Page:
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Home » Joining Mastodon? The Ultimate Beginner’s Guide to the Platform

Joining Mastodon? The Ultimate Beginner’s Guide to the Platform

Anyone who keeps up with the goings-on in the tech world at this point knows that it’s time to seek out an alternative to Twitter. While many considered it a hellsite long before the whole debacle with Elon Musk, it was still one of the most favorite social media platforms out there. But now that Twitter is becoming too toxic, seeking out an alternative has become inevitable. And Mastodon is the current top contender to claim the throne that Twitter has long held in the world of microblogging platforms.

But it’s not easy to get started on a new platform for everyone. And Mastodon can be especially intimidating. So, we’re here with a complete guide to get you started on the platform. So, read on to know everything about joining Mastodon seamlessly.

What is Mastodon?

Mastodon is a microblogging platform where you can publish small updates (or a series of updates). But it isn’t exactly like Twitter. To begin with, it is open-source software. But more importantly, it is a decentralized and federated network. When we say decentralized, we don’t mean in the blockchain sense. It simply means that no central authority or company owns it.

And if you don’t know what federation means, don’t worry, that’s what we’re here for. In technical terms, federation refers to the act of different software adhering to a set of protocols so as to facilitate communication between them. Let’s understand federation with the example of Email.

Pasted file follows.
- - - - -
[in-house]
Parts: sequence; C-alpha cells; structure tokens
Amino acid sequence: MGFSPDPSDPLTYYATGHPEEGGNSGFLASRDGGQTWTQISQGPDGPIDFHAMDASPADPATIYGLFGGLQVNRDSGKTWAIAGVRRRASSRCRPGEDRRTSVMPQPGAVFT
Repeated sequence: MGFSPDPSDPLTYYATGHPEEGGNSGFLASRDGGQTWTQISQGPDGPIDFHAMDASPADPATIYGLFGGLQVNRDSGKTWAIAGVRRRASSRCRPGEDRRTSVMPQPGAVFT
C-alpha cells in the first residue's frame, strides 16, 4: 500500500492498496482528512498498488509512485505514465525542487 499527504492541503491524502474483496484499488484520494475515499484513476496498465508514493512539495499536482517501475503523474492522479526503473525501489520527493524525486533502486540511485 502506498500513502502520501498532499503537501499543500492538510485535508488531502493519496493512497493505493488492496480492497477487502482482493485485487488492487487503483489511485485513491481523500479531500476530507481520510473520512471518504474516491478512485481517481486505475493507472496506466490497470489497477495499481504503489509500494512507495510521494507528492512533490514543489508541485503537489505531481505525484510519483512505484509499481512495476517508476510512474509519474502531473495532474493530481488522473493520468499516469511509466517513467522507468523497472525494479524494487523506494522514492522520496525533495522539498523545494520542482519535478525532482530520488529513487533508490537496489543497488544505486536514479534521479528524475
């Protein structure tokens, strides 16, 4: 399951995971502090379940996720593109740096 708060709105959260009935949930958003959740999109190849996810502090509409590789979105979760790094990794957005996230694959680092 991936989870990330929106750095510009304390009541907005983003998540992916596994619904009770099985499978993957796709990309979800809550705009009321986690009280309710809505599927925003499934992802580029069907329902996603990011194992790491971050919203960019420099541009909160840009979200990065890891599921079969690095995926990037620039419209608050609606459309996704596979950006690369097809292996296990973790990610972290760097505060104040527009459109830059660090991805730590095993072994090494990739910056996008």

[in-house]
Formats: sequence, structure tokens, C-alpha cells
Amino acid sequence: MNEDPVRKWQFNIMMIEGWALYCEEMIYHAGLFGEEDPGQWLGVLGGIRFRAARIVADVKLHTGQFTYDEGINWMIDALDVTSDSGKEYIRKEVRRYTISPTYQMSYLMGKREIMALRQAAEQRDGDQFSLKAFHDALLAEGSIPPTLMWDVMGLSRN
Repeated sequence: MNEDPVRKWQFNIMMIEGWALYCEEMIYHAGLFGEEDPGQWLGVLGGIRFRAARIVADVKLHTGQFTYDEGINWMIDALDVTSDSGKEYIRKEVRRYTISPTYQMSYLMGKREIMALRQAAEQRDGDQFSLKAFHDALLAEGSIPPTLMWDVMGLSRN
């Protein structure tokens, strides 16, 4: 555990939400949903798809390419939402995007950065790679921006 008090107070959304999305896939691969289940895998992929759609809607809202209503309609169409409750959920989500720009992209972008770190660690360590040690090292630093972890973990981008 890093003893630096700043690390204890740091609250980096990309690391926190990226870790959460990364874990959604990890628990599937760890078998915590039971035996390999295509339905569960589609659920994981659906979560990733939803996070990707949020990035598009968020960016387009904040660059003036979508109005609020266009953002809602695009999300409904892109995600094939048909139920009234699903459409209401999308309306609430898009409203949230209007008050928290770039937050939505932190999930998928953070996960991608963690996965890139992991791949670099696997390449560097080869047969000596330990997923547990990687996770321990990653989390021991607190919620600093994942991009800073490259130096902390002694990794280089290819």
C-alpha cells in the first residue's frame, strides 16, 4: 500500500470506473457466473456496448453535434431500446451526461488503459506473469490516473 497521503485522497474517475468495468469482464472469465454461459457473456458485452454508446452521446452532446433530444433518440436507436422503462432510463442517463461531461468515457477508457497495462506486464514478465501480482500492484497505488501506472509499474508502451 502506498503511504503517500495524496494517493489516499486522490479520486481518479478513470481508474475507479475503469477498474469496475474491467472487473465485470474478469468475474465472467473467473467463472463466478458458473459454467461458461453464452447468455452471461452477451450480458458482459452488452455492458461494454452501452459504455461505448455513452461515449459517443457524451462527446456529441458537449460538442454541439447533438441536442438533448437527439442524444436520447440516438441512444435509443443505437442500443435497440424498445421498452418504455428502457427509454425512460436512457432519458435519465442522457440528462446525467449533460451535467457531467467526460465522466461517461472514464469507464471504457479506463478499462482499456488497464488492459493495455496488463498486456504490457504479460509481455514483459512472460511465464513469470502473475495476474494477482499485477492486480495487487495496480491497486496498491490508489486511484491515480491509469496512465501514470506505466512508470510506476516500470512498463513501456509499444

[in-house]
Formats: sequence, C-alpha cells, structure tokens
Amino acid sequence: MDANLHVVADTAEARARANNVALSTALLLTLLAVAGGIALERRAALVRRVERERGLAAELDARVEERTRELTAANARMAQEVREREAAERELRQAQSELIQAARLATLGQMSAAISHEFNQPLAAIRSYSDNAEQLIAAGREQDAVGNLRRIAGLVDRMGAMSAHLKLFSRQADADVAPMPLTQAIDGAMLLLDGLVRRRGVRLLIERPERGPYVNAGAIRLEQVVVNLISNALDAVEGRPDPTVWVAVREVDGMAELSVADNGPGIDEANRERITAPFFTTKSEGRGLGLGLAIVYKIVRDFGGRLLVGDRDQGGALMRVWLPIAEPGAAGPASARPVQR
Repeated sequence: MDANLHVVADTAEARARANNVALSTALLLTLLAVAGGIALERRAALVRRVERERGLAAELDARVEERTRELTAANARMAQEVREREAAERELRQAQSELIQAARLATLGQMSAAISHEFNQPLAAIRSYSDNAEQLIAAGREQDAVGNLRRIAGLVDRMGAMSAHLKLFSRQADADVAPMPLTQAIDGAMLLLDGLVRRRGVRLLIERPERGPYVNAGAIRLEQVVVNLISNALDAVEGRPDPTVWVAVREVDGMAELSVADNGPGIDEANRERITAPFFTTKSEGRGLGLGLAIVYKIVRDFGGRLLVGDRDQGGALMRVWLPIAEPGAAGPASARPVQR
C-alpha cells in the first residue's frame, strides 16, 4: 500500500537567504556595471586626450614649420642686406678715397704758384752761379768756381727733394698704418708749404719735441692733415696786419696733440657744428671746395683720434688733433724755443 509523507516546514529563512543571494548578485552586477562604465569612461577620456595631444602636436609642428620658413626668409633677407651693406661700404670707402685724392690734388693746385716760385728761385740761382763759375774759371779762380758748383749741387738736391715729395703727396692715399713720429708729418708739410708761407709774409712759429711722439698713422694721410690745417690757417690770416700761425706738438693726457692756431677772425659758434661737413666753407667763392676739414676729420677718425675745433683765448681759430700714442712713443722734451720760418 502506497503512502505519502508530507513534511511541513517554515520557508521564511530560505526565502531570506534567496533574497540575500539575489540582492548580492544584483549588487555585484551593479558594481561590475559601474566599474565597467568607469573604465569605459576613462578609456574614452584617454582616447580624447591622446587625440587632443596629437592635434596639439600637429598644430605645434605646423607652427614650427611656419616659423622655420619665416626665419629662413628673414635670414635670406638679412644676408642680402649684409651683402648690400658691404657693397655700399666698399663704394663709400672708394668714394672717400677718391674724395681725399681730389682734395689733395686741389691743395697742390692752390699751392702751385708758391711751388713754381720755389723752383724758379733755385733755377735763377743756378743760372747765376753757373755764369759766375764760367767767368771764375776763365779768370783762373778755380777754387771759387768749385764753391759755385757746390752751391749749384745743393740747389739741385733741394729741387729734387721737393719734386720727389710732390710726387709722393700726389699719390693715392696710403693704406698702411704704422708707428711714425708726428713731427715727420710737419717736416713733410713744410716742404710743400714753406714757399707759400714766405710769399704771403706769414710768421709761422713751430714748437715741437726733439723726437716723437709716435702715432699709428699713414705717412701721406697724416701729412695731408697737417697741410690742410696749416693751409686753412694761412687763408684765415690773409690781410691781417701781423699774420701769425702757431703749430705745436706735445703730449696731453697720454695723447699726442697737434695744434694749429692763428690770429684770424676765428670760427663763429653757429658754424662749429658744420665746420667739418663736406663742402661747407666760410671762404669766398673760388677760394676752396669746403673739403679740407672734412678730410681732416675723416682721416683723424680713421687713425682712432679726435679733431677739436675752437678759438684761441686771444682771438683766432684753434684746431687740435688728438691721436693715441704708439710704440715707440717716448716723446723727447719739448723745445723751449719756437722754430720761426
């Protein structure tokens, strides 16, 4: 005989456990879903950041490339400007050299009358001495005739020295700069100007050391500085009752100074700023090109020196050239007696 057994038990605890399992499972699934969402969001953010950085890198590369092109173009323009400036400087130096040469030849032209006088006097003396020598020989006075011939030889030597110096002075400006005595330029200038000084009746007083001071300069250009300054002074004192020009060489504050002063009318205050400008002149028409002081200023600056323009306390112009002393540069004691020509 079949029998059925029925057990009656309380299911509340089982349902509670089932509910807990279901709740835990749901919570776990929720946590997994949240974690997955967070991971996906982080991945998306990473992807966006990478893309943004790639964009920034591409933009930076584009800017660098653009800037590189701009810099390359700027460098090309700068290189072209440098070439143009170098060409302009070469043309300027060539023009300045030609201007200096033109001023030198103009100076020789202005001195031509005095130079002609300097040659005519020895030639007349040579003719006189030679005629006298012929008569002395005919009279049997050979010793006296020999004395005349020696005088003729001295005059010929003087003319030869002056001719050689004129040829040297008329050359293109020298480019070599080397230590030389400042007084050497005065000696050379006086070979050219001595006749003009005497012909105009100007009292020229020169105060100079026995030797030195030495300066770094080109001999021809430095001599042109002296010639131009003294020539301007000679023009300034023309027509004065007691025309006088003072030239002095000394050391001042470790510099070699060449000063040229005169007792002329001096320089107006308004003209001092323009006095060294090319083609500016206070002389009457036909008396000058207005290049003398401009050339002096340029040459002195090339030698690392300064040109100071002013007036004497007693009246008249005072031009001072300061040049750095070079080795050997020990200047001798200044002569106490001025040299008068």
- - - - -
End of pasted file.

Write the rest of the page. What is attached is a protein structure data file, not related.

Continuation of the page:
To be able to send and receive an email, you need to sign up for an email service, be it Gmail, Yahoo Mail, Outlook, Hotmail, etc. But no matter which email service you sign up with, you can send and receive emails from people on other email servers.

Mastodon is like that. In fact, it isn’t a single social media platform. It is a network of different servers and all servers can communicate with each other; hence, the term federated.

What are Servers?

Mastodon servers are the most confusing and intimidating (but only initially) part of the entire setup. These servers are also known as Instances, so if you see the word Instance somewhere, do not get confused.

Now, Mastodon is open-source software that anyone can self-host on their server. Even you can set up your own server and run Mastodon on it. As such, there are thousands of servers to choose from when joining Mastodon.

The server owner gets complete control over how they want to run their little slice of Mastodon. They can set up rules and even make changes to the features. In fact, you shouldn’t think of Mastodon as a single social networking site like Twitter or Instagram. Instead, it is a collection of all the servers that host Mastodon. Each server has its own web address that you’ll need to use to access it; there’s no single “mastodon.com” domain to access the social media service.

For example, consider one of the servers that Eugen Rochko, the founder of Mastodon runs. Its domain is mastodon.social and that’s what you’ll need to enter in your browser to access it. But if you want to access one of his other servers, mastodon.online, then that’s what needs to go in the address bar. With us so far? Great!

No matter which server you choose, you can communicate with, follow, and be followed by users on the other servers. Not only that, but with Mastodon, you can communicate with other apps that are a part of the Fediverse.

What’s Fediverse?

Fediverse is a portmanteau word for Federated Universe. It refers to all other ActivityPub (the protocol on which Mastodon operates) projects.

Let us consider another example to keep this short. Have you ever encountered posts on Instagram that are simply screenshots of tweets from Twitter or posts from Tumblr? I’m sure you have. It’s because these websites are not connected. So, if you ever encounter a tweet that you would like to share with your Insta fam, you need to take a screenshot of it to post it; there’s no direct posting.

But the Fediverse is quite the opposite. It’s all connected. In addition to Mastodon, you’ll find plenty of other software that use the same ActivityPub protocol. For example, PeerTube (similar to YouTube), PixelFed (similar to Instagram), and Misskey and Pleroma (similar to Mastodon itself), are a few different platforms in the Fediverse.

Now, a user on Mastodon can interact with, follow people and consume content from these other platforms directly. That’s the magic of federation!

How to Join Mastodon